This episode is another example of the discontinuity between the Klingons of the original series and the Klingons of DS9. The latter Klingons are courageous to the point of foolishness, desiring death in battle rather than being afraid of it. It would also be out of character for the DS9 Klingons to “dishonor” themselves by bringing a phaser to a knife fight. They were also very physically fit.

Also, using fake distress signals seems like a deception that the DS9 Klingons would frown upon.

The Klingons of the original series are more believable as a technologically advanced military dictatorship. I am sure that in the army of the Soviet Union, there were a few officers who were afraid to die and weren’t in good enough shape to handle a long march without getting out of breath.

* * *

Using the Dungeons and Dragons alignment system, I would say that the Capellans are Lawful Neutral (they adhere to a strict code of behavior), the Klingon is Neutral Evil, and Kirk is Chaotic Good (without wisdom or restraint, he immediately acts to save the life of the pregnant woman).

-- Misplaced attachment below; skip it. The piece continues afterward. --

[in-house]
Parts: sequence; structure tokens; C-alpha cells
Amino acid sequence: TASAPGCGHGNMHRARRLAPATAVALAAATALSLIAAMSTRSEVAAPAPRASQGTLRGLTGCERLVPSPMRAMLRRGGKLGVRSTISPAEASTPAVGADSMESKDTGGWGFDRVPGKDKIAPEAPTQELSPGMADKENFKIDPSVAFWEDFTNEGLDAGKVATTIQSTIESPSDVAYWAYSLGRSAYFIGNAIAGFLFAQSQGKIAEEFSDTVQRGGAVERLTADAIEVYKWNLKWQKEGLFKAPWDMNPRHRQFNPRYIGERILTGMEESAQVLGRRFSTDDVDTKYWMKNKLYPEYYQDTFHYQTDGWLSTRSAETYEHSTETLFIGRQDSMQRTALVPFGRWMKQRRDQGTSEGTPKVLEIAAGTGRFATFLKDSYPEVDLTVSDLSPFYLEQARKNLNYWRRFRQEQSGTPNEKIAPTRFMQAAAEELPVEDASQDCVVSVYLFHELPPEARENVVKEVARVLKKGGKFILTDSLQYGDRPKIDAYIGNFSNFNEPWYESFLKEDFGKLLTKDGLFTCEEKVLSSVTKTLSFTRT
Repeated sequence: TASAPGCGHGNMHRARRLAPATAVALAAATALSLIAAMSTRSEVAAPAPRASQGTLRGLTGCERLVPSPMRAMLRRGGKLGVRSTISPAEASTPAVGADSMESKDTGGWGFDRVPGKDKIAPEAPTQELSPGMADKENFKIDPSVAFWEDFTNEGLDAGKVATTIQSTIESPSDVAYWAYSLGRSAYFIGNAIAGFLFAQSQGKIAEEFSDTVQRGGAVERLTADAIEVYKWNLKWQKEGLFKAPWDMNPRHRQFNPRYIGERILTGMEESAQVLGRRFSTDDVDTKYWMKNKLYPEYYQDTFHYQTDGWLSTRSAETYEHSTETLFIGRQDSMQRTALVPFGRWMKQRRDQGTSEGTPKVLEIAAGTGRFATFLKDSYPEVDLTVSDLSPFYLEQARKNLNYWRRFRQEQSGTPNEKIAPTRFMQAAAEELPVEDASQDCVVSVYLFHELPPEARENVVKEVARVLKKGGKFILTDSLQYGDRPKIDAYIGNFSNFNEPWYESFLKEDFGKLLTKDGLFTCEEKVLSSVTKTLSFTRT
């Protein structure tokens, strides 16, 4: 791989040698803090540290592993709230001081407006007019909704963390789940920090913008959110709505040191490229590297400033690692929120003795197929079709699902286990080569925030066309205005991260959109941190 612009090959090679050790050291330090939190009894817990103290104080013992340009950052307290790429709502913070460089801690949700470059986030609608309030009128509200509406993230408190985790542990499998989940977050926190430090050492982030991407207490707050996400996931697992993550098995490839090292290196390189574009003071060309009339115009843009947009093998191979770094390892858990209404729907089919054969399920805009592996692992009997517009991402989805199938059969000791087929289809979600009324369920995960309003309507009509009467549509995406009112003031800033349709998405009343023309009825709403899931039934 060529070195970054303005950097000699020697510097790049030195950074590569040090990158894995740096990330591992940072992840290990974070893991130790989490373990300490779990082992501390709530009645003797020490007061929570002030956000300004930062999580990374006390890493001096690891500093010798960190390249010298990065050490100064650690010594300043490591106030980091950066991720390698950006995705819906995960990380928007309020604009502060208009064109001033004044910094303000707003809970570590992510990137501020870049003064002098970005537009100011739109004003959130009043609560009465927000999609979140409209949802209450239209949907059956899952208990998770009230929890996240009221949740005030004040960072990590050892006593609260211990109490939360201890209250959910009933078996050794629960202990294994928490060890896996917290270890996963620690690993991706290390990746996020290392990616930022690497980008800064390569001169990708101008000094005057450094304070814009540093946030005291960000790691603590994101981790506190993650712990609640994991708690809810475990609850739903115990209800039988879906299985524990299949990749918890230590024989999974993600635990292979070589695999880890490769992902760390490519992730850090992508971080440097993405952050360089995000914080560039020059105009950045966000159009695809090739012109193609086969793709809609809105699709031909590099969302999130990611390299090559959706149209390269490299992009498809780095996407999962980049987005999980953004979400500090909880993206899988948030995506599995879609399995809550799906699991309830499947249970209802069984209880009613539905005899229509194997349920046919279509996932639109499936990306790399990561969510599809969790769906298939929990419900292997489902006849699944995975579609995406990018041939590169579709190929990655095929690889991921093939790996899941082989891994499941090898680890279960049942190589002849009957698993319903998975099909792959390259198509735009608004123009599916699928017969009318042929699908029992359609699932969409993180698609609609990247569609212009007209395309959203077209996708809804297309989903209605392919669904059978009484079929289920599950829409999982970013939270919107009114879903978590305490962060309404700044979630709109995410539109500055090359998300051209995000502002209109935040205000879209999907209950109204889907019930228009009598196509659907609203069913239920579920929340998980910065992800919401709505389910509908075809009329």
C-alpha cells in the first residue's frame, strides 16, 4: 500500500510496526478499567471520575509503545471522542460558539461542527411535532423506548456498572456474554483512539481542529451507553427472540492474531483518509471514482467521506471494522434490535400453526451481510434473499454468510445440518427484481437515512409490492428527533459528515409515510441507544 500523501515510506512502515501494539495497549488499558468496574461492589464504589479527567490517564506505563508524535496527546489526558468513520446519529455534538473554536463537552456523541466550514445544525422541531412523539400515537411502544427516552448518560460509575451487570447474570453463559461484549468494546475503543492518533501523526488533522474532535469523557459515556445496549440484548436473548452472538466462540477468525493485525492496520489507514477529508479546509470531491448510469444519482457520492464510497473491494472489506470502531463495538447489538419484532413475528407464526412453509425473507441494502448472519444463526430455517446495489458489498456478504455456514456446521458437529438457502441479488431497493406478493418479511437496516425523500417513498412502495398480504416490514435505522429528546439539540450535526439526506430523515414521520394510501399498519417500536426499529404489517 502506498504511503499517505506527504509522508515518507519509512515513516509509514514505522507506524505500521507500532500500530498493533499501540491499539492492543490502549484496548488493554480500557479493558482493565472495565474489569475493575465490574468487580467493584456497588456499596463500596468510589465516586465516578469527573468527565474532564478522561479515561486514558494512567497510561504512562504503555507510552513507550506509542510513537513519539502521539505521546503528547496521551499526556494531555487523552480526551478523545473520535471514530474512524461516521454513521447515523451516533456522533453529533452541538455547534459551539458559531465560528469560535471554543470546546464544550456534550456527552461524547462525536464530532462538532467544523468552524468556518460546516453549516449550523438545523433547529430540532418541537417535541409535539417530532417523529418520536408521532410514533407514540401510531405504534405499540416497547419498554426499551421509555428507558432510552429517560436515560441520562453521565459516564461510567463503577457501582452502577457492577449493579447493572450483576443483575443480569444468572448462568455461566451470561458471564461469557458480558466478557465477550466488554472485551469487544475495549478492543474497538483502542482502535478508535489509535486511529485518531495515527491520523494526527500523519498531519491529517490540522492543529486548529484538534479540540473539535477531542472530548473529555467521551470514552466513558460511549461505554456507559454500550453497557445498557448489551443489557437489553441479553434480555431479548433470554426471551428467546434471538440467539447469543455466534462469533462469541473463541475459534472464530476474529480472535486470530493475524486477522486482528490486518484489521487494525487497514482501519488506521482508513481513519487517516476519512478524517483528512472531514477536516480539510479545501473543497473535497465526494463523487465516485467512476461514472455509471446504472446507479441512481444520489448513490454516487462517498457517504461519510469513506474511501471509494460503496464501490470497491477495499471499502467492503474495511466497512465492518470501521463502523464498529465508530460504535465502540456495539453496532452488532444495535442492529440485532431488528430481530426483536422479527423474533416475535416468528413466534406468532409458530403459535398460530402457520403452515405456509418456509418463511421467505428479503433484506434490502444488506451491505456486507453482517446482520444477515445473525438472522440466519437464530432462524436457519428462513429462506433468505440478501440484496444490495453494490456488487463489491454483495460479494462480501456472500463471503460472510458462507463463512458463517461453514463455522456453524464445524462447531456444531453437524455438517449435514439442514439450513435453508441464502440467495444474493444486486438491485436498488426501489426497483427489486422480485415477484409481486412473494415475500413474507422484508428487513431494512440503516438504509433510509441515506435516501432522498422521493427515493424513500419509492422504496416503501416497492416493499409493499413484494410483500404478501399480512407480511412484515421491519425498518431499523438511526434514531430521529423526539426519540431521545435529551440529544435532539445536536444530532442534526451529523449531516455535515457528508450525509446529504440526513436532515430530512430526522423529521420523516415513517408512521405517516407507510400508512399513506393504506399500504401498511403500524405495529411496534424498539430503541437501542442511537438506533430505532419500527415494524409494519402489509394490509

Written by Lion of the Blogosphere

February 7, 2017 at 2:09 pm

Posted in Television

19 Responses

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  1. They weren’t “worthless trinkets” – they were useful things like axes and muskets. You can get a replica of the contract at the federal building downtown.

    Dave Pinsen

    February 7, 2017 at 4:14 pm

  2. “Surely there must be thousands of small tribes of the kind that Kirk deals with in this episode.”

    It’s not necessary to get unanimous consent from all of them. Only a workable treaty with some representative. And this was probably the dominant tribe in the region.
    *
    We assume this was in the Federation version of the Peace Corps.

    Liberals just love the Peace Corps. It gives them a chance to travel to exotic places while virtue signalling. What could be better than that? I’ve known missionaries who were almost as bad.
    *
    I thought the Federation is only allowed to secretly observe alien cultures, and never to interfere with them by revealing themselves as aliens from outer space?

    They’d already been exposed to aliens and advanced technology.
    *
    The Federation, on the other hand, wants to impose their values onto the aliens

    Liberals.
    *
    The Klingons are the bad guys! Don’t you understand?

    Yep. Liberals.
    *
    This exchange has a lesson for the current-day world situation. The Chinese are going to eventually have more influence among the Third World nations than the United States, because the Chinese are less preachy and don’t care about imposing Western values onto Third World governments which don’t want them.

    That had crossed my mind.
    *